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Complex formation between the Escherichia coli [NiFe]-hydrogenase nickel maturation factors

  • Mozhgan Khorasani-Motlagh
  • Meissam Noroozifar
  • Kagan Kerman
  • Deborah B. ZambleEmail author


The biosynthesis of the dinuclear metal cluster at the active sites of the [NiFe]-hydrogenase enzymes is a multi-step process executed by a suite of accessory proteins. Nickel insertion during maturation of Escherichia coli [NiFe]-hydrogenase 3 is achieved by the metallochaperones HypA, SlyD and the GTPase HypB, but how these proteins cooperate to ensure nickel delivery is not known. In this study, the complexes formed between the individual purified proteins were examined by using several methods. Size exclusion chromatography (SEC) indicated that SlyD and HypB interact primarily in a 1:1 complex. The affinity of HypB-SlyD was measured by using surface plasmon resonance, which revealed a KD of 24 ± 10 nM in the absence of nucleotide and an interaction several fold tighter in the presence of GDP. A ternary complex between all three proteins was not detected, and instead SlyD blocked the interaction of HypA with HypB in competitive binding experiments. Furthermore, cross-linking experiments suggest a weak interaction between HypA and SlyD, which is not detectable by SEC. Electrochemical analysis confirmed each of the pairwise interactions and that the relative affinities of these complexes are on the order of HypB-SlyD > HypB-HypA > HypA-SlyD. These results indicate a hierarchy of interactions, as opposed to a single multiprotein complex, and provide insight into the nickel delivery process during hydrogenase enzyme maturation.


Hydrogenase maturation Nickel accessory proteins Metallochaperone interactions Nickel delivery 





Cyclic voltammetry


3,3′-Dithiobis(sulfosuccinimidyl propionate

E. coli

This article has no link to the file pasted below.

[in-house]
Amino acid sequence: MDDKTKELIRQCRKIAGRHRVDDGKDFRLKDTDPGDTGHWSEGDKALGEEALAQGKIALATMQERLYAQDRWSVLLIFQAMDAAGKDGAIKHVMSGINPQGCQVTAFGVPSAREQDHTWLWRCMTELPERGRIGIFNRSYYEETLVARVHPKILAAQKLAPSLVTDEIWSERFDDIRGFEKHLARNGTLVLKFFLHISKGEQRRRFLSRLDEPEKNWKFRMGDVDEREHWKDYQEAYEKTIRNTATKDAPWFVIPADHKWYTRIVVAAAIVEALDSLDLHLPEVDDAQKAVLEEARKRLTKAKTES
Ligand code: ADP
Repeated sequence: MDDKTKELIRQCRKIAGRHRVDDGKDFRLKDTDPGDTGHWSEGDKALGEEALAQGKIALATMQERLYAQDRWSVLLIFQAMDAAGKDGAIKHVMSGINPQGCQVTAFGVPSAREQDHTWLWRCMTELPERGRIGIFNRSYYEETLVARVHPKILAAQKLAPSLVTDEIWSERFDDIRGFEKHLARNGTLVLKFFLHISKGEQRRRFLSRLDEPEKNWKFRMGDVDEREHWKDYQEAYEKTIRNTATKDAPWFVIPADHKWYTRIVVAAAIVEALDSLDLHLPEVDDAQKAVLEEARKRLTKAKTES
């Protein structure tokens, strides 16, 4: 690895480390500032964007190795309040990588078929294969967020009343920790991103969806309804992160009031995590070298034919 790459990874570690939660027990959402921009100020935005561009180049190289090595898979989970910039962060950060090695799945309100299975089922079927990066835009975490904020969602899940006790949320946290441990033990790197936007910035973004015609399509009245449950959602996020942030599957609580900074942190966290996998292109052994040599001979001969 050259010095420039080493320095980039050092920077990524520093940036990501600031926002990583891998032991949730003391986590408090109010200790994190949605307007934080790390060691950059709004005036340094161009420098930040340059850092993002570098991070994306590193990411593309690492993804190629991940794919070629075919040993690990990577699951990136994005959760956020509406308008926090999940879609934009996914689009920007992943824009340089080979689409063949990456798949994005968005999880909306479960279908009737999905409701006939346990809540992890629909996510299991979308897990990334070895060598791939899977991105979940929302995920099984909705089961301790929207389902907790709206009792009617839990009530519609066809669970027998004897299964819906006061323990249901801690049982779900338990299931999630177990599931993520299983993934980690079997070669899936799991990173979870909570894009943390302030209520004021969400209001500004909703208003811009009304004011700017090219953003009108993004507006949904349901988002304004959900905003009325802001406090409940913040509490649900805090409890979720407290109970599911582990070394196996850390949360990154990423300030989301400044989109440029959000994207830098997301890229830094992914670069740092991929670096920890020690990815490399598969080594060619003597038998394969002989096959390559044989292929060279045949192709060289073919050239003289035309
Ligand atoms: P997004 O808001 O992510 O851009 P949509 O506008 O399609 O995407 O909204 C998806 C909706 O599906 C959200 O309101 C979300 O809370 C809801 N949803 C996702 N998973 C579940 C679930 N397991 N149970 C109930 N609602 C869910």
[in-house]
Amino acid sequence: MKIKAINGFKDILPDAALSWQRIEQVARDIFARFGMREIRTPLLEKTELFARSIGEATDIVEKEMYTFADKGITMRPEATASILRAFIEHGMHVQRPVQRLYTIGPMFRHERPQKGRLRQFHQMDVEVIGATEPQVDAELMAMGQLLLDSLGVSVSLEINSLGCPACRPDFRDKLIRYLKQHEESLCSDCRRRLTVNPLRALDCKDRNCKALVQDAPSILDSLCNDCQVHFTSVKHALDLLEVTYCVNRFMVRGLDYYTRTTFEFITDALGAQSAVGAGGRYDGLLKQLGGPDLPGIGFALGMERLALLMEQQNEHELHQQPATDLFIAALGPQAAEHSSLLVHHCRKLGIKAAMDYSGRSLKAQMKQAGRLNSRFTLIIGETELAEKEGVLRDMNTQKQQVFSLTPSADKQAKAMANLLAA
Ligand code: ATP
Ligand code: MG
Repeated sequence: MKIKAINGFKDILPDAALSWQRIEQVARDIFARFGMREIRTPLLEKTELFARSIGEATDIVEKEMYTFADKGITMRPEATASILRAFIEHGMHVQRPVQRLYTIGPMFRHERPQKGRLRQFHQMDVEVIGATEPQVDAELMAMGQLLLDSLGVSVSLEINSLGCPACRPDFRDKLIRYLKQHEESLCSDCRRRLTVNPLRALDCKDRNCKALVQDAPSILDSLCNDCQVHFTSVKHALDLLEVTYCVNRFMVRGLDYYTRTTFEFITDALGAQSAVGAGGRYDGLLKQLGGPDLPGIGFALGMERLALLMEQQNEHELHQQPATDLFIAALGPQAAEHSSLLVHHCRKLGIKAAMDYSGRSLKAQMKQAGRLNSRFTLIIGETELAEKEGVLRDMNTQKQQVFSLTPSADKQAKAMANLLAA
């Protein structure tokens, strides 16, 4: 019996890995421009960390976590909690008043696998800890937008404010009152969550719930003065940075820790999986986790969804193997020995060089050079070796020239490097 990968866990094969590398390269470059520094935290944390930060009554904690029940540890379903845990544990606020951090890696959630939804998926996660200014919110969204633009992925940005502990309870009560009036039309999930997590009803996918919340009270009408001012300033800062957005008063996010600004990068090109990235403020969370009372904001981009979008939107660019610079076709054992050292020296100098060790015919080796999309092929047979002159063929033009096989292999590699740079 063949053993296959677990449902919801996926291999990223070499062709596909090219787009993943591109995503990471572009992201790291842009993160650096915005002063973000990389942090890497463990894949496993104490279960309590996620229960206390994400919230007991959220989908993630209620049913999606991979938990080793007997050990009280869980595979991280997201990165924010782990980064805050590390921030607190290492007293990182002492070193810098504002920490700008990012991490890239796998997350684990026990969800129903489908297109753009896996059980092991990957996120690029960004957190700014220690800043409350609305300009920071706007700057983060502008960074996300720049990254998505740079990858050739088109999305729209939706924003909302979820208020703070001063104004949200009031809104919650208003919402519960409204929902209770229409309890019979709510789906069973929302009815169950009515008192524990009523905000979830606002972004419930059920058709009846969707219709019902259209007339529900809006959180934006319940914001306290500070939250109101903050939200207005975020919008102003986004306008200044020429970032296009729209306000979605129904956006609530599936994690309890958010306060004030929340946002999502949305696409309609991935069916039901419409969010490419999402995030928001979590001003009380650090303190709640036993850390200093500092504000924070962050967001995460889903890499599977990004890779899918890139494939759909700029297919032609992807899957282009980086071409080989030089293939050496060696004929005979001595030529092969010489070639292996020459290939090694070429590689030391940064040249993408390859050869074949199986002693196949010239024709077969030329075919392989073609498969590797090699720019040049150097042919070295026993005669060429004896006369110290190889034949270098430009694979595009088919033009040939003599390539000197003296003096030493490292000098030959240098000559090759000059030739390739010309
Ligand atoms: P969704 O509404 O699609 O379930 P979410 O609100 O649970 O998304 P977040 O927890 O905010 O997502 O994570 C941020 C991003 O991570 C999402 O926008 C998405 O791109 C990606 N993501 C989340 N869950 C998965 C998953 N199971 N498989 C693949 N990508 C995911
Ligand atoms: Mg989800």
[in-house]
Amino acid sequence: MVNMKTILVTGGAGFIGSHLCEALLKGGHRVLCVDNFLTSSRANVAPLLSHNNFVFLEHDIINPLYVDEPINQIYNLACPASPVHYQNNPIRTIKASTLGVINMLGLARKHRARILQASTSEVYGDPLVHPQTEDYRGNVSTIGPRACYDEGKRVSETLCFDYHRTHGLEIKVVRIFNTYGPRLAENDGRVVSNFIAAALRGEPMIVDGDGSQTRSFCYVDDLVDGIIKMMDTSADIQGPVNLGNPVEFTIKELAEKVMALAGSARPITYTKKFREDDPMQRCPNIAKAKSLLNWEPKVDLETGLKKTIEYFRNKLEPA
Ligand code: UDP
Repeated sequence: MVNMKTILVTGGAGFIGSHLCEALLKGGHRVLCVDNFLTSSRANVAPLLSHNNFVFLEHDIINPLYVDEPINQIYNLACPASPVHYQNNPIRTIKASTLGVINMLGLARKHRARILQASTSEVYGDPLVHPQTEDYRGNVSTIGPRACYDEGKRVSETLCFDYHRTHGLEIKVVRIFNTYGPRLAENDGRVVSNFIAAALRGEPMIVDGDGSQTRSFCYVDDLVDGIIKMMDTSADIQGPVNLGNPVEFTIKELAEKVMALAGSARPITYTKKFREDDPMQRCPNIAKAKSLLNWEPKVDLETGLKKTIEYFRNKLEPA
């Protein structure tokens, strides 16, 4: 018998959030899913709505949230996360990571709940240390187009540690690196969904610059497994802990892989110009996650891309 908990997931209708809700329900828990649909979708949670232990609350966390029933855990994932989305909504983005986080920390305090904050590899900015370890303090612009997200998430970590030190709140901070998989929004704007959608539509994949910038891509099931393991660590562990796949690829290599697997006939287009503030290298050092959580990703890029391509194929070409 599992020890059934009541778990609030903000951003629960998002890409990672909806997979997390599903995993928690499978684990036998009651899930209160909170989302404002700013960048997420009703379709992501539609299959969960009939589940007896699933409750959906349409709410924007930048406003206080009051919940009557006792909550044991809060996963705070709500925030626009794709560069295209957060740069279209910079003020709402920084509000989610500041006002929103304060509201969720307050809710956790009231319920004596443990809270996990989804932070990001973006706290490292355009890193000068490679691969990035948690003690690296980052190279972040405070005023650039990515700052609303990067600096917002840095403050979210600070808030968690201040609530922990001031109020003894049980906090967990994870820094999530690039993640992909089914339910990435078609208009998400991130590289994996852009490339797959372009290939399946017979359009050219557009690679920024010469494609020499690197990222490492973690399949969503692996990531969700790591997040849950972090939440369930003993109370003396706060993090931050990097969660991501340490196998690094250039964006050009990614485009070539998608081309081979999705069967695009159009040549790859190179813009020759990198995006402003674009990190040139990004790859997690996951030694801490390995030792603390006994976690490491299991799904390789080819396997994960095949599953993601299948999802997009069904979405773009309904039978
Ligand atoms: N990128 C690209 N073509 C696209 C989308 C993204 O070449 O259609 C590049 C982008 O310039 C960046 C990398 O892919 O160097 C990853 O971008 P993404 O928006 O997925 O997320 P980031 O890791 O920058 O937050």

Escherichia coli


Electrochemical impedance spectroscopy


Guanosine diphosphate


Gold screen-printed electrode


Size exclusion chromatography



The authors would like to thank Michael Lacasse for constructive comments on the manuscript and Hashwin Ganesh for support with the SPR experiments. This work was supported in part by funding from the Canadian Institutes of Health Research (D.B.Z). K. K. acknowledges financial support from the Canada Research Chair Tier-2 program for “Bioelectrochemistry of Proteins”, the Ontario Ministry of Research and Innovation, the Natural Sciences and Engineering Research Council of Canada (NSERC), and the Canada Foundation for Innovation.

Supplementary material

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Supplementary material 1 (PDF 1204 kb)


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Copyright information

© Springer Nature B.V. 2019

Authors and Affiliations

  1. 1.Department of ChemistryUniversity of TorontoTorontoCanada
  2. 2.Department of BiochemistryUniversity of TorontoTorontoCanada
  3. 3.Department of Physical and Environmental SciencesUniversity of Toronto ScarboroughTorontoCanada
  4. 4.Department of ChemistryUniversity of Sistan and BaluchestanZahedanIran

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